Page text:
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Category Archives: Premises Liability

Liability5

Is a Property Owner Liable for a Shooting That Occurs on a Public Street?

By Fox & Farley |

Personal injury claims in Tennessee are based on a defendant’s “duty of care” to the plaintiff. In plain English, this means a person (or a corporate entity) must act reasonably to avoid injuring other people. But legally speaking, the burden of proof is on the victim to show this duty existed–and that the defendant… Read More »

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Is a Leaky Bathroom Faucet Always a “Dangerous Condition”?

By Fox & Farley |

When you are injured in a slip-and-fall accident as the result of a property owner’s failure to correct a known dangerous condition on their premises, you have the right to seek compensation for your personal injuries. It is critical to understand, however, that not all hazards are legally classified as dangerous conditions. Tennessee courts… Read More »

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Can a Tennessee Building Owner Blame for an Accident on Their Property?

By Fox & Farley |

People often think of premises liability cases in terms of businesses and their customers. For instance, if someone is shopping at the supermarket and slips on a puddle of water in the middle of an aisle, the store owner may be held liable for any injuries. But anyone who is lawfully invited onto a… Read More »

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Slip

Custodians’ Neglect Leads to $180,000 Slip-and-Fall Judgment Against TN School District

By Brad Burnette |

Perhaps the most common type of slip-and-fall accident involves a person slipping on a wet floor due to a lack of proper warning signs. Such personal injury claims are relatively straightforward. But they may be slightly complicated when the “wet floor” in question belongs to a state or local government entity. Court Rules Teacher… Read More »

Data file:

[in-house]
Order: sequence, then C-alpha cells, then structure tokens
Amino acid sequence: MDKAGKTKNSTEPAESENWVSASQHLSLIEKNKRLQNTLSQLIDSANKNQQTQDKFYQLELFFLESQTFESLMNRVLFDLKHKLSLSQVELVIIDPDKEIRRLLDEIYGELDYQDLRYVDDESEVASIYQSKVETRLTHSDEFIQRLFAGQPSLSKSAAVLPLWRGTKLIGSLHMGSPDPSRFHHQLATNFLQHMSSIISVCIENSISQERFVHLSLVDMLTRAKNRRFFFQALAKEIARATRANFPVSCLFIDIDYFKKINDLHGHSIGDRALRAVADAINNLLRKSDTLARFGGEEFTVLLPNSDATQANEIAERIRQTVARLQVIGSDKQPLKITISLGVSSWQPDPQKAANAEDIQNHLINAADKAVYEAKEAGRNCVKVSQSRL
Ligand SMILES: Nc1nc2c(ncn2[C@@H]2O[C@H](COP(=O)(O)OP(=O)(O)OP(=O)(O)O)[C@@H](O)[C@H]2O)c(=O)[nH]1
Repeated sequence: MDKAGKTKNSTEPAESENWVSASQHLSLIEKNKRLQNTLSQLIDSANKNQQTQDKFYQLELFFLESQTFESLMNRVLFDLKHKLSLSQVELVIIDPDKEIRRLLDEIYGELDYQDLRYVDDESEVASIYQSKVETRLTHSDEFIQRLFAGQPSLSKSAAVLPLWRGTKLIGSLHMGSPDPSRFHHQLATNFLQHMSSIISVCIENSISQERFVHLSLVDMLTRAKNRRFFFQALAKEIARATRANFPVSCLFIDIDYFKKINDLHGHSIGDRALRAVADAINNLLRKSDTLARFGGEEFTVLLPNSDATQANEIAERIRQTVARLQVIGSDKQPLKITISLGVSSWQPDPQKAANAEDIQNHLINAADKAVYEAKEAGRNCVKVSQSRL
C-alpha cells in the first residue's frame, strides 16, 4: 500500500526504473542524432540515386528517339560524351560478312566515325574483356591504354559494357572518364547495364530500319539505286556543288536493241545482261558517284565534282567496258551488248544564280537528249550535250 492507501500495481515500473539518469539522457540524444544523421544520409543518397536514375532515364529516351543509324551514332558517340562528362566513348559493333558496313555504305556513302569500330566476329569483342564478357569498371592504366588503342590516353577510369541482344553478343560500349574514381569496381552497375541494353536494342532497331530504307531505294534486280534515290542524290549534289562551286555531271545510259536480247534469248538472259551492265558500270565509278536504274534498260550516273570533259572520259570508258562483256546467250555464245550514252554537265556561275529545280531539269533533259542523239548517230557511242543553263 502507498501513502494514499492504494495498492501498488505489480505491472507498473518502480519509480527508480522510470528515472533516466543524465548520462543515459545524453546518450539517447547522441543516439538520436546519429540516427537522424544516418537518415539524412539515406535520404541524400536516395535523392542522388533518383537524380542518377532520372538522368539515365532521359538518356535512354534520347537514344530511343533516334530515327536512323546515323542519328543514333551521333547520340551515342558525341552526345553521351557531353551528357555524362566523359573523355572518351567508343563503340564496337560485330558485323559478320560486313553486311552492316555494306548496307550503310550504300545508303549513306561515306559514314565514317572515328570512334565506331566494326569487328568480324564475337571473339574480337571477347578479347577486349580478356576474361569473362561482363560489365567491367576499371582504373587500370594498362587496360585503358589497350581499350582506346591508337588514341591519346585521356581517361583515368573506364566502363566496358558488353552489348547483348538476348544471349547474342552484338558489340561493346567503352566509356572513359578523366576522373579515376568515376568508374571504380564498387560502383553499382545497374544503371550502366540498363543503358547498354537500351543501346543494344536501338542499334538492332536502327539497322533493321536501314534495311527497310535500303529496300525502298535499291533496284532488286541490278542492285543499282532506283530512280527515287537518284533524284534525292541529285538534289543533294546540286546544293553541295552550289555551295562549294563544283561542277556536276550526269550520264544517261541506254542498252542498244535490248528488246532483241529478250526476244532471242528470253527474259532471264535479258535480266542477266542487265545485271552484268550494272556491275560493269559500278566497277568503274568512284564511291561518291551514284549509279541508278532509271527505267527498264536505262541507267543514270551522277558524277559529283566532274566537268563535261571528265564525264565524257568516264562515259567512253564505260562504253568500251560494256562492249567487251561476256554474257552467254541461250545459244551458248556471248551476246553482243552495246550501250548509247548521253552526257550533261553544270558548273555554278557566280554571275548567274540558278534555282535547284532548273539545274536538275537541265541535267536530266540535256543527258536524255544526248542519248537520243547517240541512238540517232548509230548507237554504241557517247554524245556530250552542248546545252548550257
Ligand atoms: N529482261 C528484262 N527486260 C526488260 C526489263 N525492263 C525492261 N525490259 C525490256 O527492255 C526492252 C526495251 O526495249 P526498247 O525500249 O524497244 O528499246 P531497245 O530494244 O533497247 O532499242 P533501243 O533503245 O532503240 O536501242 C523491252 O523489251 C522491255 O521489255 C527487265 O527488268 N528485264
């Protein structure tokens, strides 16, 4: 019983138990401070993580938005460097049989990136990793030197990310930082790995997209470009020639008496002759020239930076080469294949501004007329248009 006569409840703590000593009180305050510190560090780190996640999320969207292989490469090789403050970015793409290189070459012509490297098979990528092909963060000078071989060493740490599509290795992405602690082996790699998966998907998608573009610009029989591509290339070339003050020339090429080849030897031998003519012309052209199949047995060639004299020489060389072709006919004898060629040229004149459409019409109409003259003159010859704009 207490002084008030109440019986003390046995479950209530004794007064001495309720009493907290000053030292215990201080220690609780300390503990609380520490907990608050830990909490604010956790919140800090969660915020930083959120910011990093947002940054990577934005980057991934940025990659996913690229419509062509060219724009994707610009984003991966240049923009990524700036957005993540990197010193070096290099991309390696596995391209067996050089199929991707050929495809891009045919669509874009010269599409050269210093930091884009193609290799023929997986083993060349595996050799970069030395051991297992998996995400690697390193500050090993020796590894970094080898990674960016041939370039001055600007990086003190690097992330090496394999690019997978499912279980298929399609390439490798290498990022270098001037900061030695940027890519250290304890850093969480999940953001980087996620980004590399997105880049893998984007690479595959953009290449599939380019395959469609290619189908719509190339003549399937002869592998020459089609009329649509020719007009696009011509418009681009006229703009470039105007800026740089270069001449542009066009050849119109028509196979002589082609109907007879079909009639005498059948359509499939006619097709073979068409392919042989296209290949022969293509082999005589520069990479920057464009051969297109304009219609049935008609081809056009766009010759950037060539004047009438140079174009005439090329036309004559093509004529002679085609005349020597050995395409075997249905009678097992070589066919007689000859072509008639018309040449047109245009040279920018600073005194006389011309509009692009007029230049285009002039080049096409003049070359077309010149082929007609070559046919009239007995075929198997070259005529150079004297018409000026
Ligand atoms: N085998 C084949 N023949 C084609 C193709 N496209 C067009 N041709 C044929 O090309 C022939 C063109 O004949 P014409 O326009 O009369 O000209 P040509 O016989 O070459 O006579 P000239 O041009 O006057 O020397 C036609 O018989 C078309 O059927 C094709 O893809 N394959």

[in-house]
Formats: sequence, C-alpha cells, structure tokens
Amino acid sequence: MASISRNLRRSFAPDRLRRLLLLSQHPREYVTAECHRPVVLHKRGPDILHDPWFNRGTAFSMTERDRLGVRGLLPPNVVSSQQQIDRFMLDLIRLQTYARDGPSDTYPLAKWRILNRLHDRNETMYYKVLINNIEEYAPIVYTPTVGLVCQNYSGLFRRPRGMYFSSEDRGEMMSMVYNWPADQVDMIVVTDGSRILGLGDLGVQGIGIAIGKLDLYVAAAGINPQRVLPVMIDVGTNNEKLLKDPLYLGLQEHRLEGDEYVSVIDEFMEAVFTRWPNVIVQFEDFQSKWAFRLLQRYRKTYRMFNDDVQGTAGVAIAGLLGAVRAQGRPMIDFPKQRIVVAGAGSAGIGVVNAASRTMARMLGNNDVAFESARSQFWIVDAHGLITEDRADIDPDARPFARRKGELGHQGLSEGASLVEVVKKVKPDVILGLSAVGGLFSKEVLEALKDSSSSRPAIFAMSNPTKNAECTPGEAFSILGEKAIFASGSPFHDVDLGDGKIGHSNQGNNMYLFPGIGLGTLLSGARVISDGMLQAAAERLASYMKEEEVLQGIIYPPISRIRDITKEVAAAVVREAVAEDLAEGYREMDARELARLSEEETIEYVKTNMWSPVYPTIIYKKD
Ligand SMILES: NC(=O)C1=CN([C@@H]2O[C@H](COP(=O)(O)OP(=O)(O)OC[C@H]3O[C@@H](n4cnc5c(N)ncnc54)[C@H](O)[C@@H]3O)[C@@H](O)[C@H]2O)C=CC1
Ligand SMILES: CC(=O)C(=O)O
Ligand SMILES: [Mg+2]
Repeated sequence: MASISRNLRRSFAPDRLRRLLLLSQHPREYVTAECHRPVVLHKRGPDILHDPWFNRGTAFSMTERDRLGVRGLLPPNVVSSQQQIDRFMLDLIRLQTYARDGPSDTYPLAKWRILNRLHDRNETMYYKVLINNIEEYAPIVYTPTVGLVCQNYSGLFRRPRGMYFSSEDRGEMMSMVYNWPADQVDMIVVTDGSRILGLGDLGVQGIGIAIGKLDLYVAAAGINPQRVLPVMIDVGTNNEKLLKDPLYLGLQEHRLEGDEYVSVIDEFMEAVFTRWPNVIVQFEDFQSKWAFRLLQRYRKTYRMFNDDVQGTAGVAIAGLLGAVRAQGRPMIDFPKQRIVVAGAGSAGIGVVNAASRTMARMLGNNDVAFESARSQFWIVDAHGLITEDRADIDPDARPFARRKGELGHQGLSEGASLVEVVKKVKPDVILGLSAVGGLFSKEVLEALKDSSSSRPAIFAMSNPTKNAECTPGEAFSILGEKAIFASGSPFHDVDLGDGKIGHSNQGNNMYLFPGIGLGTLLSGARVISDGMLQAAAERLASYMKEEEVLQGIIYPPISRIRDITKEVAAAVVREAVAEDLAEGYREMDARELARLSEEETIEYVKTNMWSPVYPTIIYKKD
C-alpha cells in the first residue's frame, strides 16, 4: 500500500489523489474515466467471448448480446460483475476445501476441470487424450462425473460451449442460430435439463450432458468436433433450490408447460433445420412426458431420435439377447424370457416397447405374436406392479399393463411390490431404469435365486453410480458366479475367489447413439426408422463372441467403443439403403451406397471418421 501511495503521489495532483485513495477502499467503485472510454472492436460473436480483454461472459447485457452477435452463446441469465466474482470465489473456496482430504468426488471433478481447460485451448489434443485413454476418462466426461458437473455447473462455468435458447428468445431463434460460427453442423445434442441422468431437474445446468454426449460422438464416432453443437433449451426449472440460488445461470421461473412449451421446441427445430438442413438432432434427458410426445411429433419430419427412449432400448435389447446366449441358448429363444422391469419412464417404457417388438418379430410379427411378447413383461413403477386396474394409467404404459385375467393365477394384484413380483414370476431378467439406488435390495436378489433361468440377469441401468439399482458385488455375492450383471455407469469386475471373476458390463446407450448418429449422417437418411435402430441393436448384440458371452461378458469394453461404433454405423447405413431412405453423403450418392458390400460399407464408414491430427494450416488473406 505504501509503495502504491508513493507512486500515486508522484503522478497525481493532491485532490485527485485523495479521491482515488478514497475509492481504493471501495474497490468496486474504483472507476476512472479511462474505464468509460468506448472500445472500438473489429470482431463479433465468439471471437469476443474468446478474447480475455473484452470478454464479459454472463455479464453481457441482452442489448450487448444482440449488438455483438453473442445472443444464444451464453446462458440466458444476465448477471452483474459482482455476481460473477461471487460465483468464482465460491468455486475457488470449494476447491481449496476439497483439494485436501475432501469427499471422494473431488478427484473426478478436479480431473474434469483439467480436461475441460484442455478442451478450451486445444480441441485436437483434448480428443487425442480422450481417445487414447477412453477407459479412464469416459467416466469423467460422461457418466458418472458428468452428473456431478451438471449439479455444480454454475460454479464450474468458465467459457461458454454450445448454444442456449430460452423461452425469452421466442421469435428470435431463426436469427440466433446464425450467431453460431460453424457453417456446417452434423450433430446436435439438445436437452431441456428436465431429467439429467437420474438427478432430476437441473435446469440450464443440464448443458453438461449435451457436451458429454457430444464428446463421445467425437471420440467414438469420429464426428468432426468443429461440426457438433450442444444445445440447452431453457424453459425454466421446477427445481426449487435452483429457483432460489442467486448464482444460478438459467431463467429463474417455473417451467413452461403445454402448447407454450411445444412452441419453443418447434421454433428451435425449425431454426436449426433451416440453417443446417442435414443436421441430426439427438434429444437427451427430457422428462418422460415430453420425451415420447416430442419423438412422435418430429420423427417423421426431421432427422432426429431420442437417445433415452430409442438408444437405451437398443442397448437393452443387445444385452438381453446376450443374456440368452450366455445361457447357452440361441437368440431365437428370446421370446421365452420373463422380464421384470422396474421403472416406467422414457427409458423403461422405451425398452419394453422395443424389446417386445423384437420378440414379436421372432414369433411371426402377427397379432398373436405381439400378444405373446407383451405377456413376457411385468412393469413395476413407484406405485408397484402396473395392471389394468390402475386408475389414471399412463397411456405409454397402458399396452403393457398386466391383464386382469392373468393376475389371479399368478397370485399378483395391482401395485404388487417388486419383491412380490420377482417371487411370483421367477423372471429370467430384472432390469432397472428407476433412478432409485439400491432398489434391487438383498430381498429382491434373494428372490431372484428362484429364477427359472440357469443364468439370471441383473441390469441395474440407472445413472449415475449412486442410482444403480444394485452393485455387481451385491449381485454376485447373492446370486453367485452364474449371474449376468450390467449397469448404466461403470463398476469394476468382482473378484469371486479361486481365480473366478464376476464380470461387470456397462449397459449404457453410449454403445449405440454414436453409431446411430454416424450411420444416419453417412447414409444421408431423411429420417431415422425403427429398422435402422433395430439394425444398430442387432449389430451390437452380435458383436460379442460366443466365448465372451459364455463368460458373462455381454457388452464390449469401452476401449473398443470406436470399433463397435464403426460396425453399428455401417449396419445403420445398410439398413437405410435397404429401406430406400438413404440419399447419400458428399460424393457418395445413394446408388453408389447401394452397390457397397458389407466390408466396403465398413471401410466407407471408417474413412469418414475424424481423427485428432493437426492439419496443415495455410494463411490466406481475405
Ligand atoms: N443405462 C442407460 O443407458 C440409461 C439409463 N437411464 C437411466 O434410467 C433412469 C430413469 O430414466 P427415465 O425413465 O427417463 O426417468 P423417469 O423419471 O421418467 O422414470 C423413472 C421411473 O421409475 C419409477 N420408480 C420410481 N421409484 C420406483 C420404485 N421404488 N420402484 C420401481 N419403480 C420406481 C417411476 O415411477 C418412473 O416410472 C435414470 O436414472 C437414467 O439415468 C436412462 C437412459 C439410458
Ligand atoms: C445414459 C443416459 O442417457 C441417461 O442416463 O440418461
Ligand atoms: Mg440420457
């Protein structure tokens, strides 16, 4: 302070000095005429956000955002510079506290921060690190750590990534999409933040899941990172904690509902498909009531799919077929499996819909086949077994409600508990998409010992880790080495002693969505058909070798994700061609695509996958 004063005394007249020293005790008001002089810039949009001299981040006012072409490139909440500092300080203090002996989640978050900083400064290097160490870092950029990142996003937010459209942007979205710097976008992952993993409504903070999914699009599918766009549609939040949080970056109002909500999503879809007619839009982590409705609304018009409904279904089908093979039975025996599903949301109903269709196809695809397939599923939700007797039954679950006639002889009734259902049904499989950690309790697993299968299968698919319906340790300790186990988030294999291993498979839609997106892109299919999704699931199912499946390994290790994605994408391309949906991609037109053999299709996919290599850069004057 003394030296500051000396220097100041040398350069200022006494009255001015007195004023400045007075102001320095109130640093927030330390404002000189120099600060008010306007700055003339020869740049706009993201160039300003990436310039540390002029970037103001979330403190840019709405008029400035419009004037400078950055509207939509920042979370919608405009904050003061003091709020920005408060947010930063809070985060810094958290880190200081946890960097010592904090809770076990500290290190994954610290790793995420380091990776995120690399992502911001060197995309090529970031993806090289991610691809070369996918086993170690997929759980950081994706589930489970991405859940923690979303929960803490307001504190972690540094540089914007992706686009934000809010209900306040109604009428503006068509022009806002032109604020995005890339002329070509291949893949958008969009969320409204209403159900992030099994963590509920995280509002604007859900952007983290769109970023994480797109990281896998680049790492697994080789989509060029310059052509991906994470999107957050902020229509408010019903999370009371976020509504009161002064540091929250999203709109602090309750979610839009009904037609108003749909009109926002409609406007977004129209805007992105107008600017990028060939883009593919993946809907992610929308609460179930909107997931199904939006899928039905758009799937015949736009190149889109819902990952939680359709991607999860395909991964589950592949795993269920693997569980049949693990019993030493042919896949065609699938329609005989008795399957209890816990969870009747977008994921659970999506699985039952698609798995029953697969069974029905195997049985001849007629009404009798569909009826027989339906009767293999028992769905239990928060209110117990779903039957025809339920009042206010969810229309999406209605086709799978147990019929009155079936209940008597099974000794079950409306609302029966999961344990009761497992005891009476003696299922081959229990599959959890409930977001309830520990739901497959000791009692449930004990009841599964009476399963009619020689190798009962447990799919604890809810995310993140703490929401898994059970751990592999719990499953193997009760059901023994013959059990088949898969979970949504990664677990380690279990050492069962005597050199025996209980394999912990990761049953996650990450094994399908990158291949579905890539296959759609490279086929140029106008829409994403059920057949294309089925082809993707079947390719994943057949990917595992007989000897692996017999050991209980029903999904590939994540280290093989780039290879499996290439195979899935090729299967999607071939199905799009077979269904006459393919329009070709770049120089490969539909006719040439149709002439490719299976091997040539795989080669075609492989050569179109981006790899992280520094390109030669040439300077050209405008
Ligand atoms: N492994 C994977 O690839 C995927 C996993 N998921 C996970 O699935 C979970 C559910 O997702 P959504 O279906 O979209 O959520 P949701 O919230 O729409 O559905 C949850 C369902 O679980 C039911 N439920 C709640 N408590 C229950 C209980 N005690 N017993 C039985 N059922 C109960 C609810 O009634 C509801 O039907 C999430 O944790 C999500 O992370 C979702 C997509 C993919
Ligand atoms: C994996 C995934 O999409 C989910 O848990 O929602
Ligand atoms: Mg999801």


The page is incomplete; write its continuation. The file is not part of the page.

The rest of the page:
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InjuredLeg

Is a Building Owner Liable if a Construction Subcontractor Is Injured?

By Brad Burnette |

In Tennessee, property owners are generally liable if they fail to “exercise reasonable care” to prevent personal injury to individuals who are lawfully on the premises. This includes any people who are performing contracted work on the property. Indeed, Tennessee law expressly guarantees employees of independent contractors working on the premises the right to… Read More »

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Liability3

Is a Store Liable if I Sit on a Broken Chair?

By Brad Burnette |

When you enter a store or other public business, the owner has a legal responsibility to ensure the premises are in a reasonably safe condition. But this does not mean a business owner is an absolute insurer of your safety. To the contrary, Tennessee law generally holds an owner liable when it has “superior”… Read More »

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SlipFall

How Prior Personal Injury Decisions May Affect Your Slip and Fall Case

By John Willis |

Tennessee law is largely based on precedent. Basically, this means that when a judge is deciding your case, he or she will look to previous cases involving similar situations before determining the appropriate outcome for your dispute. But not all precedents are equally helpful. For instance, the facts of every personal injury claim are… Read More »

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Legal1

TN Hospital Not Liable for Defective Door That Injured 71-Year-Old Patient

By Brad Burnette |

When you walk into any kind of public facility, such as a store or even a government office, you have the right to expect the premises are in a reasonably safe condition. Legally speaking, a premises owner is not necessarily responsible for every customer who is injured, but there may be liability if there… Read More »

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SlipFall2

Knoxville Restaurant Faces Trial Over Partially Melted Bag of Ice

By John Willis |

Knoxville and Clinton-area business owners are responsible for keeping their premises in reasonably safe condition for customers and other invited guests. When a business has “superior knowledge” of a hazard that might lead to injury, there is a duty to warn customers. If the business fails to give such warning and the customer is… Read More »

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Accident2

When Does a Store Owe a Customer a “Duty of Care”?

By John Willis |

In any kind of personal injury case based on negligence, a plaintiff must first prove the defendant owed him or her a “duty of care.” In the context of a car accident, for example, a driver has a duty of care to operate their vehicle in a safe manner. And with respect to premises… Read More »

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